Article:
The filmmakers parallel the timeline and details of McGowan’s personal journey with a study about the development of the E.L.F., adding present day interviews with his cohorts and archival footage of some of the group’s early “actions” (which were more in the realm of civil disobedience and passive resistance-like sitting in the path of bulldozers and camping out in old-growth trees marked for cutting). McGowan initially became involved with the environmental movement through “mainstream” activities, like “writing hundreds of letters” of protest and participating in peaceful demonstrations.
McGowan became frustrated with what he perceived to be the ineffectiveness of such actions. He sums it up with a rhetorical question: “When you’re screaming at the top of your lungs, and nobody hears you, what are you supposed to do?”
The tipping point for McGowan came in 1999, when he participated in the WTO protests in Seattle. There, through some of the more radicalized E.L.F. members, he became embedded with the relatively small band of black-clad “anarchists” who were disproportionately responsible for most of the property damage that occurred during the demonstrations (the majority of participants made a point after the fact to disassociate themselves from the anarchists).
From there, it was a relatively small jump to the more extreme acts that would lead to his eventual arrest and prosecution (he agreed to a “non-cooperation” plea deal that saved him from life in prison but still saddled him with 7 years and a “terrorism enhancement”).
The filmmakers give equal screen time to some of the law enforcement officials and prosecutors who made the case against McGowan and his associates. Although no one was ever injured or killed as a result of E.L.F. activity (astounding considering that there were approximately 1,200 “actions” perpetrated by the group during their heyday), there are still victims; and some of them appear on camera as well to offer their perspective.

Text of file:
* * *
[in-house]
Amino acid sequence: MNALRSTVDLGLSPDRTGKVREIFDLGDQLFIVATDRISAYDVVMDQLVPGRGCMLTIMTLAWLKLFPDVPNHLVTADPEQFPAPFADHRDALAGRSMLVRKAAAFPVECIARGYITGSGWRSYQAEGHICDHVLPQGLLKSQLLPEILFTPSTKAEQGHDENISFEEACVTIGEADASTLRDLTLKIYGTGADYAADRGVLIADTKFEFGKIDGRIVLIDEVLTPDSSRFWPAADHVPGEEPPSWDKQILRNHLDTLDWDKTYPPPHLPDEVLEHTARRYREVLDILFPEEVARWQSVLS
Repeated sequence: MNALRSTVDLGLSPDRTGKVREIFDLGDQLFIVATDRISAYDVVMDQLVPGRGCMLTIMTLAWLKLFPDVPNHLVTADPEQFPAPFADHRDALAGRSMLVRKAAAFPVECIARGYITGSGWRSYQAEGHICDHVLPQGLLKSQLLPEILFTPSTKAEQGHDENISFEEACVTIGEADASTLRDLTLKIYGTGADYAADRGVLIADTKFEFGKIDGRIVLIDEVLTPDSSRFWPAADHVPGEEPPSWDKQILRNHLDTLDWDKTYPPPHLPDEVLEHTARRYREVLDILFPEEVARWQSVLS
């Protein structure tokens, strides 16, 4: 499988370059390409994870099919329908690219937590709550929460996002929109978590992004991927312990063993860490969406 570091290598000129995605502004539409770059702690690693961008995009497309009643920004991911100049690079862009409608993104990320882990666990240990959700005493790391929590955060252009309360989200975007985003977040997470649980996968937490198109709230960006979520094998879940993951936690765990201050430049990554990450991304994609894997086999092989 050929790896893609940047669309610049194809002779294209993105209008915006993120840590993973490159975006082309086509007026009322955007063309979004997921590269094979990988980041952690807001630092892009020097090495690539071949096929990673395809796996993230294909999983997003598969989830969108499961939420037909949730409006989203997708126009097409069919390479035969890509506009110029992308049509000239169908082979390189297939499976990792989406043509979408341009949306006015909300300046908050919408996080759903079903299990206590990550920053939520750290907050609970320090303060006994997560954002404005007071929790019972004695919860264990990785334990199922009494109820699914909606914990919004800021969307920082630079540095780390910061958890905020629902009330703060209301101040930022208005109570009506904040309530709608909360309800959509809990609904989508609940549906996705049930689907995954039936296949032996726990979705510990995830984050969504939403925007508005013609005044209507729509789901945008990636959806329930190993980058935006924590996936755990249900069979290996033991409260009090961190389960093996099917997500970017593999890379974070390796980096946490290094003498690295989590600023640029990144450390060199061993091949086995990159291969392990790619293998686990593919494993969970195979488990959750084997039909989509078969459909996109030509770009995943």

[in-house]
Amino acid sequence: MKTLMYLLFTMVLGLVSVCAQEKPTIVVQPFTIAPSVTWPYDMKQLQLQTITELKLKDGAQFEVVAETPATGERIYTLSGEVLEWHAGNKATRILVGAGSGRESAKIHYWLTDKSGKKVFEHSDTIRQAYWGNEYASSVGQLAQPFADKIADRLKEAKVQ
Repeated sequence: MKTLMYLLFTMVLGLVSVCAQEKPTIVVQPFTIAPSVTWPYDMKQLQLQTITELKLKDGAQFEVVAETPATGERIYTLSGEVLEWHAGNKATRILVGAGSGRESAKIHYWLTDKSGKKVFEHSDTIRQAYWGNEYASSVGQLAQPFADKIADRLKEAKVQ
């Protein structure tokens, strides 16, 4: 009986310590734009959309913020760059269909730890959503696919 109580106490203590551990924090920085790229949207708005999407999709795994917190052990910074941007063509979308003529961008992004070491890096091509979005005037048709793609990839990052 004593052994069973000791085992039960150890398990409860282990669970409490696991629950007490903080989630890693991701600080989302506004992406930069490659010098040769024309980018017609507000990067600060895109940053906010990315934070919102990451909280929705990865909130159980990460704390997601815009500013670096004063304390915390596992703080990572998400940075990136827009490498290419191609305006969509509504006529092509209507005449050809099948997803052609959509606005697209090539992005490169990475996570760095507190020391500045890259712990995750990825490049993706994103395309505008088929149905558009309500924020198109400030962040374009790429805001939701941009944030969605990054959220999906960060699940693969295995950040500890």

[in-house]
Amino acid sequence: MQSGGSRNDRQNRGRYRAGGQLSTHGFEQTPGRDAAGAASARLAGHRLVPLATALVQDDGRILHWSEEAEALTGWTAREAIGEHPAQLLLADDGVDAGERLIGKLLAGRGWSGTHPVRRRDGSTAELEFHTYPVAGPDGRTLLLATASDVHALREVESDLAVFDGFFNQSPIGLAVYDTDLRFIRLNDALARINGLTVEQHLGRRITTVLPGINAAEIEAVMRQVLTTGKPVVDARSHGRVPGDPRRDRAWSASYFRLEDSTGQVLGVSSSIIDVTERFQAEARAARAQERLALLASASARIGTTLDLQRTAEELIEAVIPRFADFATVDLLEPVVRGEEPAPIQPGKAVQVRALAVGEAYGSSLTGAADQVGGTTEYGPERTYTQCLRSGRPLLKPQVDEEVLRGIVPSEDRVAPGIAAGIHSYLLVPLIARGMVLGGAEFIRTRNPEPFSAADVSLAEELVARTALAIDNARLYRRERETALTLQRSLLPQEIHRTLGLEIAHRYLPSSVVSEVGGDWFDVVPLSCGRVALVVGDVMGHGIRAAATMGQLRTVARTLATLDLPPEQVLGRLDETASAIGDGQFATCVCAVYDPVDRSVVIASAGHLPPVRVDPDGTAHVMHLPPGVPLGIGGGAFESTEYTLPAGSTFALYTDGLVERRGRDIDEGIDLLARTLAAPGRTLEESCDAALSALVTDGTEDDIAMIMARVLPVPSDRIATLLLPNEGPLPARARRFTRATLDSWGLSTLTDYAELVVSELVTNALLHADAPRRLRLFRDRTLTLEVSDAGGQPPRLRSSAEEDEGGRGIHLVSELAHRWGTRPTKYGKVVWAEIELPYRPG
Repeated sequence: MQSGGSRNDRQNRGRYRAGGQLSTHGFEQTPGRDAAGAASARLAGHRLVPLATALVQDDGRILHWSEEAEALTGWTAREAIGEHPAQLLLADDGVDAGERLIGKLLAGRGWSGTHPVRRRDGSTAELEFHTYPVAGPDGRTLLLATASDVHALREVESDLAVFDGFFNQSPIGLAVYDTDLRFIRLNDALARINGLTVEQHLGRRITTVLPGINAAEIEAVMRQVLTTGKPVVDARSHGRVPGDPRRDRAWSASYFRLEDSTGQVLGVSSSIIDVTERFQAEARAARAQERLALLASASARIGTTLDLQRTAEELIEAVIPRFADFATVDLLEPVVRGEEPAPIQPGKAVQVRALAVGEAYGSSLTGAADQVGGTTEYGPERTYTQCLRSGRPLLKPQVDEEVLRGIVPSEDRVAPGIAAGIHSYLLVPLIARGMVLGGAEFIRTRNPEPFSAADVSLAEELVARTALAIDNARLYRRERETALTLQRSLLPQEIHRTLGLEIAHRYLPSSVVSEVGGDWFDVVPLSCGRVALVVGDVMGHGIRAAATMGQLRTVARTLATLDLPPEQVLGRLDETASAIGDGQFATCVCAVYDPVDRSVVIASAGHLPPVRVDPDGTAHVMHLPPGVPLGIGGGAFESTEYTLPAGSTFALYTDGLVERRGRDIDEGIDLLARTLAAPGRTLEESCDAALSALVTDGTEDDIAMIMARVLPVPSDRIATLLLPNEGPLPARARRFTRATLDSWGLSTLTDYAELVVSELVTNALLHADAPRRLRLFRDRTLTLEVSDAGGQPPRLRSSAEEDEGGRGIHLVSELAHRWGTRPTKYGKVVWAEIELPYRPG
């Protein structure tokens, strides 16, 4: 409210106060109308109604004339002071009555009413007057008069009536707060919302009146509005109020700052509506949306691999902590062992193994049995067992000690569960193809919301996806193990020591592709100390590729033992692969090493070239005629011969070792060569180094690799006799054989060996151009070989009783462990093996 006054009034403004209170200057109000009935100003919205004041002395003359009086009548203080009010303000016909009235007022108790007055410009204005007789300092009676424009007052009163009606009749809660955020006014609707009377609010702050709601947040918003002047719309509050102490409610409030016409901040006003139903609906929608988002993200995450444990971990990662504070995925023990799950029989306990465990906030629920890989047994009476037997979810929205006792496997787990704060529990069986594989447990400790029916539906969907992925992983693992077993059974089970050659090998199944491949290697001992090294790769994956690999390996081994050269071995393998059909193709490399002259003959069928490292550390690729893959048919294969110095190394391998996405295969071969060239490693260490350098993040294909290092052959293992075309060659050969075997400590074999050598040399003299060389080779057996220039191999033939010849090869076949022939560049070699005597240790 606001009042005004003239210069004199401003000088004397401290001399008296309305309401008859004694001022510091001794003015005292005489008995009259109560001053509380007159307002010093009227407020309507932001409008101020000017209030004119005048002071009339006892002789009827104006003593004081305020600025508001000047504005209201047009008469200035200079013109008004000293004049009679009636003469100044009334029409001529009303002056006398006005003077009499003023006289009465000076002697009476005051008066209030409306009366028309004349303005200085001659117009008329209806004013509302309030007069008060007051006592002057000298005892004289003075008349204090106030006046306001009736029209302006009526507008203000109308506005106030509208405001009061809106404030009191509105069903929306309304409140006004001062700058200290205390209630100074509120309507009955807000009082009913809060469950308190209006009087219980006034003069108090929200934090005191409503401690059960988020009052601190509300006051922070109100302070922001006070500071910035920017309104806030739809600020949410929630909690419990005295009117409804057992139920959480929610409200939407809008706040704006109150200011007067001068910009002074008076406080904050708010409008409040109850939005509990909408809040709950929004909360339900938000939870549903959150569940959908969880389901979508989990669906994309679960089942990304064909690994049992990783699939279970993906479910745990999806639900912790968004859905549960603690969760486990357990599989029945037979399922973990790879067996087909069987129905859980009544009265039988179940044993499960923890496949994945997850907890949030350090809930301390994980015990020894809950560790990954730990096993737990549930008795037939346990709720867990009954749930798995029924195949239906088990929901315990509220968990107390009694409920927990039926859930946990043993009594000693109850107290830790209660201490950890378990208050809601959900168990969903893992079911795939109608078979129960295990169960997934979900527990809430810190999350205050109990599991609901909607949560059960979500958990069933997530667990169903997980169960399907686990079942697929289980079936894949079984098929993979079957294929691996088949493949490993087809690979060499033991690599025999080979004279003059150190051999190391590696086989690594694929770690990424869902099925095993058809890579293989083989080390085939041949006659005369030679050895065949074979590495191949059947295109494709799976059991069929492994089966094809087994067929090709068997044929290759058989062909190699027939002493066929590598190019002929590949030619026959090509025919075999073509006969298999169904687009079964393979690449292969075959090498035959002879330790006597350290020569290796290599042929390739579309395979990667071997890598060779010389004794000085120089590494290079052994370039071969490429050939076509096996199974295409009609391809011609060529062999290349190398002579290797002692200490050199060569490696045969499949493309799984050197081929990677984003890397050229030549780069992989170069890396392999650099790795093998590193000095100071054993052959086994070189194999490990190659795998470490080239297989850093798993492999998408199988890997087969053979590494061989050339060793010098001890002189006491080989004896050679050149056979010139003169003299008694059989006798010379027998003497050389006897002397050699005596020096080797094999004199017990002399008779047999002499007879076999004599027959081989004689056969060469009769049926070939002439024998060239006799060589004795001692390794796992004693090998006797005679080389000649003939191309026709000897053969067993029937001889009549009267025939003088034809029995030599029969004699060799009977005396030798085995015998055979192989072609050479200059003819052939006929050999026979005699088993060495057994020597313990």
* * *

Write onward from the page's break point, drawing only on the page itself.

Were these people “terrorists”? You almost have to get back to defining “what is a terrorist?” Or in this case, who are the real terrorists? One interviewee offers this: “95% of the native American forests have been cut down. Trying to save the remaining 5% is ‘radical’?” That’s a valid question. McGowan himself seems to be arguing (in so many words) that in a post 9-11 world, people have a tendency to make a “rush to judgment” without considering the alternate point of view (he suggests that the word “terrorist” has supplanted “Communist” as the demagogue’s dog whistle of choice).
I wonder if the filmmakers intend McGowan’s story to be a litmus test for the viewer (how far out on the limb would you be willing to go for your personal convictions?) If so, that’s a tough one. Part of me identifies with Daniel McGowan the environmentally-conscious idealist; but I don’t think I can quite get behind Daniel McGowan the criminal arsonist. For now, I’m just content to keep recycling and doing my part to think “glocal”. And in case you’re wondering…I haven’t stepped foot inside a Honeybaked Ham store since I quit working there 14 years ago. Those murderous bastards.